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Venus Williams partners with WTA and BetterHelp to provide free therapy
"Now more than ever, we need to create an accepting and open environment to reach out for help," she wrote on Instagram.
Published Aug 29, 2021
Venus Williams is once again vying for change, but this time it's beyond court lines. Partnering with BetterHelp and the WTA, she's asking the world to show up for themselves both on and off the court by prioritizing their mental health. For many, therapy can seem intimidating or unnecessary but Venus is attempting to change that narrative. The seven-time major champion's goal is to let people know there is a welcoming and safe place for them to reach out for help.
Venus along with the WTA and BetterHelp, an online therapy platform that gives customers access to licensed therapists is providing access to $2M in free therapy.
"Show up for yourself, on and off the court, the challenge of taking care of our mental health through the ups and downs of life is something that all of us can relate to," Venus wrote on Instagram. "Now more than ever, we need to create an accepting and open environment to reach out for help."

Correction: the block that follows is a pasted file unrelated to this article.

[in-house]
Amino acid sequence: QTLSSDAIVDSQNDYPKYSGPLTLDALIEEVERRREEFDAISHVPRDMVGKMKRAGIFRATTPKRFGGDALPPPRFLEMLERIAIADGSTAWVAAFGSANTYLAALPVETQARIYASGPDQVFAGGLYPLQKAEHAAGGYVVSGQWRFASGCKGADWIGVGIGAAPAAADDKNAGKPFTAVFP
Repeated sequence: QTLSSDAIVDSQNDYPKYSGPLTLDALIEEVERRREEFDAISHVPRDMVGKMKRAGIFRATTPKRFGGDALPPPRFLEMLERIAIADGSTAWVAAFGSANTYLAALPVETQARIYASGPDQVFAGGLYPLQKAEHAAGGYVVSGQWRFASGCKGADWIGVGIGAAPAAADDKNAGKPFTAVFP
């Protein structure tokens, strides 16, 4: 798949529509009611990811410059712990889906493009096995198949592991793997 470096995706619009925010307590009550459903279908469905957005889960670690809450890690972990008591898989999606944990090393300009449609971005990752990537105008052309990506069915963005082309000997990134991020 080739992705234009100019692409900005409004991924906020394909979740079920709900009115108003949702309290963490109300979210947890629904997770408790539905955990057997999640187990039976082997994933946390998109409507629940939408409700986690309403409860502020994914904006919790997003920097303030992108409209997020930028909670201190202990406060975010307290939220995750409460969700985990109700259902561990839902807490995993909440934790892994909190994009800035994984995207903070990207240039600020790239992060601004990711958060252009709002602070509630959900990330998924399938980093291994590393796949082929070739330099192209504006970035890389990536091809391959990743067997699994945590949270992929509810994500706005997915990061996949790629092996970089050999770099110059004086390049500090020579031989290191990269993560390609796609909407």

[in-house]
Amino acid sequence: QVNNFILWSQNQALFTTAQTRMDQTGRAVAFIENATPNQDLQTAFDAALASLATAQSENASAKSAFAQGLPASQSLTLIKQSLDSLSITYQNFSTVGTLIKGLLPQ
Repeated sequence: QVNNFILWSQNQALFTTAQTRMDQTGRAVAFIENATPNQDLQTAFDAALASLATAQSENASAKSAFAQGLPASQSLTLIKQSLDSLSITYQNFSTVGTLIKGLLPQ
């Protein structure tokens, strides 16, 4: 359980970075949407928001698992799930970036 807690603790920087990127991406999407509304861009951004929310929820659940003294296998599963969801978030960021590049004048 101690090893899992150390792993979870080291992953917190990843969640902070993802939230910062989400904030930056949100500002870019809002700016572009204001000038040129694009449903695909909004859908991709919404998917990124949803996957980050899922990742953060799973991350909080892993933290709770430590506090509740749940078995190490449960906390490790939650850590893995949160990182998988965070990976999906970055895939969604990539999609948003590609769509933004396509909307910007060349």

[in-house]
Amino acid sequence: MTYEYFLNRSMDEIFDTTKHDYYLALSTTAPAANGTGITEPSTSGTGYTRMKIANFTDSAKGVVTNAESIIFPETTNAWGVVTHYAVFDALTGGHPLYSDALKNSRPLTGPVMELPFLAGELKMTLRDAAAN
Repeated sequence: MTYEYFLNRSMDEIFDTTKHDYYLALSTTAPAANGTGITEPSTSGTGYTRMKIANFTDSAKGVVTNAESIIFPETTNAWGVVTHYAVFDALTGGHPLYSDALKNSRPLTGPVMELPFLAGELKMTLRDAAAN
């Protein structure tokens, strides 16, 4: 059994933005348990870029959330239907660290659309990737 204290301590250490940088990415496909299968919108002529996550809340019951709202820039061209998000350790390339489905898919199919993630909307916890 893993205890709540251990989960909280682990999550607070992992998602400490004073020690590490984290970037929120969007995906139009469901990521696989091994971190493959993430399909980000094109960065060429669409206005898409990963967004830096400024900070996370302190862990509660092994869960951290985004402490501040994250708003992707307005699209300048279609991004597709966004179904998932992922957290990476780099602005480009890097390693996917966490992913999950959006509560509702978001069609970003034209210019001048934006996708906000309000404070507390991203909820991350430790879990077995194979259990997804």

Those that sign up will receive one free month of therapy through the online counseling program. The first $1 million is now available, and the rest will be given throughout the remainder of the 2021 WTA season, with $500 being donated for each ace hit.
BetterHelp is currently the world's largest therapy platform and it aims to provide accessible, affordable and convenient therapy to anyone that is struggling anytime and anywhere. The online service will match people with licensed, trained and accredited psychologists, marriage and family therapists, clinical social workers, and board licensed professional counselors.
This news is coming at a time where mental health is at the forefront due to Naomi Osaka's withdrawal earlier this season from Roland Garros due to her struggles. The world No. 3 also withdrew from Wimbledon and limited her social media activity for months to focus on her mental health and take "personal time" away from the sport.
With the conversation surrounding mental health and self care growing, there will be an even larger focus on it at this year's US Open. The USTA is providing players access to licensed mental health providers, "quiet rooms" and more support services than ever before during the two-week long major event.
Venus along with little sister Serena Williams will not be competing at the last Grand Slam of the season. The sisters are both suffering from leg injuries and hope to make a return to the courts soon.
The US Open begins August 30.